Executive Summary

Robert Mitchell

When NOT to Research

If you are reading this executive summary, chances are you are a researcher.I am equally guilty. So, when is it appropriate not to use our tendency toresearch a subject? I have composed a short list for your consideration:

  1. The Really Simple Problem: This is a problem you can write and solveon a single sheet of paper without thinking too much. I guess you might even beembarrassed to research this problem.
  2. The Textbook Problem: You remember this problem as something youstudied in undergraduate school, and you remember the textbook. Look it up inthe index. I guess you might call this research, but really, only onereference?
  3. Codes, Standards, and Legal Requirements: You are required by law towork the problem according to the regulations. Sorry, no original thoughtallowed here. What if you think the code is wrong? Well, maybe the legaldepartment of your company can get you a variance. I’m sure they will besympathetic.

In this issue, there are eleven drilling papers and only a singlecompletions paper. Perhaps the most controversial paper in this issue is TheRole of Knowledge, Tools, and Systems for Drilling Analysis. This paperproposes a methodical structure to embody current expertise for the analysis ofdrilling data. The authors assert that several key aspects of the analysis ofdrilling data are not clear. Under this scenario, it seems that more effort isneeded to unify current approaches to analyze drilling data (i.e., within thescope of common goals, theories, methods, and tools that can support thedecision-making process). With more and more data being acquired at thewellsite, the drilling engineer is left with the problem of making effectiveuse of this data. This paper presents a step in that direction.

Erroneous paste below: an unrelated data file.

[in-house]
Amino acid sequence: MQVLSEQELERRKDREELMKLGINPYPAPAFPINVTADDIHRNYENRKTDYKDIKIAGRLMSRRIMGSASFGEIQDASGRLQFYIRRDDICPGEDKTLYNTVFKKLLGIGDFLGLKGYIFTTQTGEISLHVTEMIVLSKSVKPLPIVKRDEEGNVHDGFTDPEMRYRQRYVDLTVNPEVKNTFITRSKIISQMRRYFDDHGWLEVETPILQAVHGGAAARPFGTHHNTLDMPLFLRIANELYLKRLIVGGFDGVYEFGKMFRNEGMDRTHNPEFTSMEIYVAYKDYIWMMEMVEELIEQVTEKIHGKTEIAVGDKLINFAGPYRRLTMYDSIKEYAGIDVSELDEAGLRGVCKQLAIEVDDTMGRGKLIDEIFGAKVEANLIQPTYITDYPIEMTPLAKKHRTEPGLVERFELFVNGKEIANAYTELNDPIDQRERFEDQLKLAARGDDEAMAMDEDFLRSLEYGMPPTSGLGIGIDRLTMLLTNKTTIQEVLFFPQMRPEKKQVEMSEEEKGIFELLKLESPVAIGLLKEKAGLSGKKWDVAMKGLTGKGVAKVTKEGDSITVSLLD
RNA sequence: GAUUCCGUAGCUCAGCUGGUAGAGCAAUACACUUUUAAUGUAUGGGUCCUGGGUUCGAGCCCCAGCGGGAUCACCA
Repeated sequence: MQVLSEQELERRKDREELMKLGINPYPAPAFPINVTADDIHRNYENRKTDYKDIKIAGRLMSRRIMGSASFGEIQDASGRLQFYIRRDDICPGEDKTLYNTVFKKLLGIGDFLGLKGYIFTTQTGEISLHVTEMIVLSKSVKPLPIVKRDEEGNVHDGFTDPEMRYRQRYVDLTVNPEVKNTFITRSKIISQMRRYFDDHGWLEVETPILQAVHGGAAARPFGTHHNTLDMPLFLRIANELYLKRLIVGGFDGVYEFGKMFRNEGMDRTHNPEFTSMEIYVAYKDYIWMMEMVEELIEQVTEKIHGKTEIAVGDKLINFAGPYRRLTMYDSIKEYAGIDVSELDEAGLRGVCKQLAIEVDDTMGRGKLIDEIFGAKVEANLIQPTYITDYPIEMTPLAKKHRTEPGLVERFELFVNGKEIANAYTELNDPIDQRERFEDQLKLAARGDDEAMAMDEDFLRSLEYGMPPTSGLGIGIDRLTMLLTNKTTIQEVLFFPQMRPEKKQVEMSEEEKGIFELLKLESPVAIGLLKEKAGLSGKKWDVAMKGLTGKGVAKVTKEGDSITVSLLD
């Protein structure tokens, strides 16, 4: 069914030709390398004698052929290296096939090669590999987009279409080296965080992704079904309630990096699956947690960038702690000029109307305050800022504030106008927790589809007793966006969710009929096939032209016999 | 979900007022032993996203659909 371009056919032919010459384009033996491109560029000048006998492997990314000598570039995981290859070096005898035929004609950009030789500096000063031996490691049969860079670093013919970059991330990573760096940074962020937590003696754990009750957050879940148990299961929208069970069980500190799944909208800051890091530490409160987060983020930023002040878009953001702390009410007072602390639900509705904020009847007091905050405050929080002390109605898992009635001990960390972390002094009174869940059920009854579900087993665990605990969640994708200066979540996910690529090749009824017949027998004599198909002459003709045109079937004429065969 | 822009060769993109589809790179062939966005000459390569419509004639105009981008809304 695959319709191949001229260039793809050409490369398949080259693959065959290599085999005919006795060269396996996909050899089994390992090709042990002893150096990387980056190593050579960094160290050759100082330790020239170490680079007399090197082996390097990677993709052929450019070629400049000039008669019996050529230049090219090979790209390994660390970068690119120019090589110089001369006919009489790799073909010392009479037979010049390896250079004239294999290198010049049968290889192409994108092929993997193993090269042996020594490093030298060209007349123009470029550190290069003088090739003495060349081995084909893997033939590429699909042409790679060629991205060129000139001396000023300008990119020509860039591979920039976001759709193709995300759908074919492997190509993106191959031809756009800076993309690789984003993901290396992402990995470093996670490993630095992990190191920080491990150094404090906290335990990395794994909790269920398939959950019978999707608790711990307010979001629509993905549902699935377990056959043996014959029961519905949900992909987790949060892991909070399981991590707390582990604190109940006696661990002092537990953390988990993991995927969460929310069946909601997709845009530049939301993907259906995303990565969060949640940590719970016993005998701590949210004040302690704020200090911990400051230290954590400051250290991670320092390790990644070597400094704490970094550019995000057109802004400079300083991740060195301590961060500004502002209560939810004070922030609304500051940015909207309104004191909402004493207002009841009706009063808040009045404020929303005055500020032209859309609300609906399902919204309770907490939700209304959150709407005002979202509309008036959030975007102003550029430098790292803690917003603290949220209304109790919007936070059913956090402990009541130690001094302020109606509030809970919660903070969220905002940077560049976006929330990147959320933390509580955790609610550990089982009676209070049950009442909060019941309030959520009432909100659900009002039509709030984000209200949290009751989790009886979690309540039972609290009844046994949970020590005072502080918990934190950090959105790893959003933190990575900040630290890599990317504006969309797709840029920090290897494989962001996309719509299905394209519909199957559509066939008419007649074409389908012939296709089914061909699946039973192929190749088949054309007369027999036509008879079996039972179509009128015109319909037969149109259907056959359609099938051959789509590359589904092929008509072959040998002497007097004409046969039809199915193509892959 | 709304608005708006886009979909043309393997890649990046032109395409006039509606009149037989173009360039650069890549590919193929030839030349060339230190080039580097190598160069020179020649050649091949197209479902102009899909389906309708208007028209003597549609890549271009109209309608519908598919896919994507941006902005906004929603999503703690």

The next five papers form a "mini" tubular symposium.Near-Surface External-Casing Corrosion in Alaska: Cause andMitigation--The identification of shallow external surface casing corrosionraised concern about reliance on the casing as a barrier during normaloperation of North Slope wells. Understanding the corrosion mechanism was asubstantial step forward in prevention and mitigation of the consequences ofcorrosion damage, which led to practical approaches to provide an alternativeto workover repairs. Casing-Collapse Strength Reduction Under Lateral LoadsFrom Yielding Shales in the Daqing Oilfield—Casing failure has been foundin nearly 20% of production wells in the Daqing Oilfield, and is one of themost costly problems in the field. A mechanistic model was developed to relatethe lateral load to radial and longitudinal deformation of well casing. Theyfound that the model predicts that casing collapse resistance declines sharplywith the radial deformation of the casing and that casing collapse resistancedeclines slightly with the length of the deformation. Strain-Based Design ofTubulars for Extreme-Service Wells—Strain-based design utilizes materialcapacity beyond its elastic range to overcome a number of economic andtechnical hurdles encountered in conventional load-based designs. The resultsin this paper suggest that designs incorporating larger-than-averageplastic-strain amplitudes can tolerate multiple loading cycles. This conclusionoffers a plausible explanation for the low failure rates in thermal projectswhere moderate localization effects are known to contribute to cyclic plasticdeformation. In the general context of well design, this conclusion presents anopportunity for reducing well costs by using lower strength materials andaccommodating more cyclic plastic deformation. Tubing Buckling--The State ofthe Art--The first analysis of helical buckling was published by Lubinskiin 1962. In the nearly 50 years since that publication, a number ofdevelopments have extended those results to deviated wells, interactions withpackers, and frictional loads. This paper summarizes the current state of theart, provides a comprehensive bibliography of buckling papers, discusseslimitations of the current models, and states future development needs.First Hyperstatic-Riser Joint Field Tested for Deep OffshoreDrilling--The riser is one of the key elements for deep offshore drilling.However, the total weight of the system increases rapidly with the water depthin the same way as the required tensioning capacity. A new technology developedfor integrating riser joints reduces, by up to 30%, the weight of the system.It consists in joining together all the pipes constituting the riser (main pipeand peripheral lines) in such a manner as to share the axial tension betweenall of them. This "hyperstatic" working mode provides an axial-loadsharing between all riser lines. The paper details numerical and experimentalworks carried out to develop this hyperstatic integration.